But the start of a revival may be underway. Molycorp is trying to restart mining by 2012. Another company, Thorium Energy, which owns an enormous swath of land in Idaho's rare-earth-rich Lemhi Pass, is seeking investors. Both Smith and Thorium Energy CEO Ed Cowle have been trekking to Washington to talk to congressmen, senators, and agency officials.
Part of their problem, they say, is getting people to realize there is actually a problem. "This portion of the supply chain is buried deep," says Smith. "You really have to understand this whole supply chain concept. I sit down with car companies and wind turbine companies, and the first response you will get is 'Oh, I don't worry about that. I buy my motors or generators from this company or that company and I didn't know there were rare earths in them.'" As Jack Lifton, a longtime metal analyst, says, "The Chinese are depending, as they always do, on the myopia of the American investment community that only sees to the end of its nose."
Some say the concerns are overblown, that China will do everything it can do to ensure steady exports. And for certain technologies, researchers say there are potential alternatives to rare earths. The leading technology in electric batteries, nickel metal hydride, requires them, but a possible alternative, lithium ion, does not. "Lithium batteries have higher energy and power," says Gary Yang, a scientist at Pacific Northwest National Laboratory. "That is their advantage over rare earths." But lithium ion batteries require years more research.
Nevertheless, a global quest for new mines is dawning. "They are all out looking for money," says Richardson. 'The Canadians, the Australians, Molycorp here in the U.S., Thorium Energy—all these mines are looking for big bucks, but it's high risk." Environmental issues can crop up, as they have in the past for Molycorp. Investors can pull out, as they have in Australia. A new mine will cost hundreds of millions.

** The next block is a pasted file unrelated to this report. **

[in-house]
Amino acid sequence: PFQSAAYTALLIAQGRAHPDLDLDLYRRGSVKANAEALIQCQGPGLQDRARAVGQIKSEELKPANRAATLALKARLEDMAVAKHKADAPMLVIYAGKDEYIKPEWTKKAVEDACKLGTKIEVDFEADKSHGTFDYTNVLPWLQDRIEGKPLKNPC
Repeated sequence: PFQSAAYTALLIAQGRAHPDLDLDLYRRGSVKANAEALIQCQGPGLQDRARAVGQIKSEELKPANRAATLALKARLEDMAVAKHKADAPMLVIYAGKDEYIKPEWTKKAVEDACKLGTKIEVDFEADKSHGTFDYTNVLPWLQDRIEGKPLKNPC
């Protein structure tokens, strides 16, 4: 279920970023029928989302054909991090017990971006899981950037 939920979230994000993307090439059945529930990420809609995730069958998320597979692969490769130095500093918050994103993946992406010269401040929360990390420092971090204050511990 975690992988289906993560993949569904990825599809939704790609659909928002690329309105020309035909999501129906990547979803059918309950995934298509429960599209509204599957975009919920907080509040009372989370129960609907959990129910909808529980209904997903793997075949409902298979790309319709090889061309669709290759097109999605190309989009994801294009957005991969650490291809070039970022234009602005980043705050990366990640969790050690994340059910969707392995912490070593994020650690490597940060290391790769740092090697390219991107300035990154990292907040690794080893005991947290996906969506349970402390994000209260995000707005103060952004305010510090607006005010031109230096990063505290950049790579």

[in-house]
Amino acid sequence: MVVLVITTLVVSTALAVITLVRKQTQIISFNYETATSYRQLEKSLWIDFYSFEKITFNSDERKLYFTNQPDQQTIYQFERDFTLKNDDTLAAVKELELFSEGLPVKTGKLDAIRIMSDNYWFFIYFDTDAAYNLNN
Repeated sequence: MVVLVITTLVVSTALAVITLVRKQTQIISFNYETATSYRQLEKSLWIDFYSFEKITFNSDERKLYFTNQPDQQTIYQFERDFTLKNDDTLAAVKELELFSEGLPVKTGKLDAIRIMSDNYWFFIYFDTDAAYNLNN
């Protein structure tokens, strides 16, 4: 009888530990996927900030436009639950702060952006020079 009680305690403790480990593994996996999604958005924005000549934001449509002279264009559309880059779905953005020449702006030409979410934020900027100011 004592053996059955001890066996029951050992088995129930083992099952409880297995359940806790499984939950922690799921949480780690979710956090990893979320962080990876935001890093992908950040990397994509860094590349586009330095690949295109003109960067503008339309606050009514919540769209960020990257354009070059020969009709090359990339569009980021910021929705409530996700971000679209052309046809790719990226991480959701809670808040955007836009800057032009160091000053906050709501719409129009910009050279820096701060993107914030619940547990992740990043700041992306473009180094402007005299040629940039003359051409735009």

On Capitol Hill, interest is tepid but picking up. "Folks are finally starting to say, 'How are we going to advance the ball?' " says Green. "The Chinese are expected to consume all their production by 2012, 2013, or 2014. I think this needs to cause alarm in the U.S. government." In 2007, supporters managed to secure an earmark for a Defense Metals Technology Center in Ohio, which advises the military on strategic metals.
Last month, Rep. Mike Coffman, a Colorado Republican, slipped an amendment into the House's defense budget bill that would require the watchdog Government Accountability Office to review rare-earth concerns. And Sen. Evan Bayh, an Indiana Democrat, has just proposed requiring the defense department to evaluate the extent to which the country's weapons are dependent upon rare earth metal supplies "that could be interrupted."
But that's about it. So far, the focus of most politicians and the American public is still at the top of the supply chain—on the gleaming turbines and electric vehicle prototypes—rather than on the dusty metals at the bottom.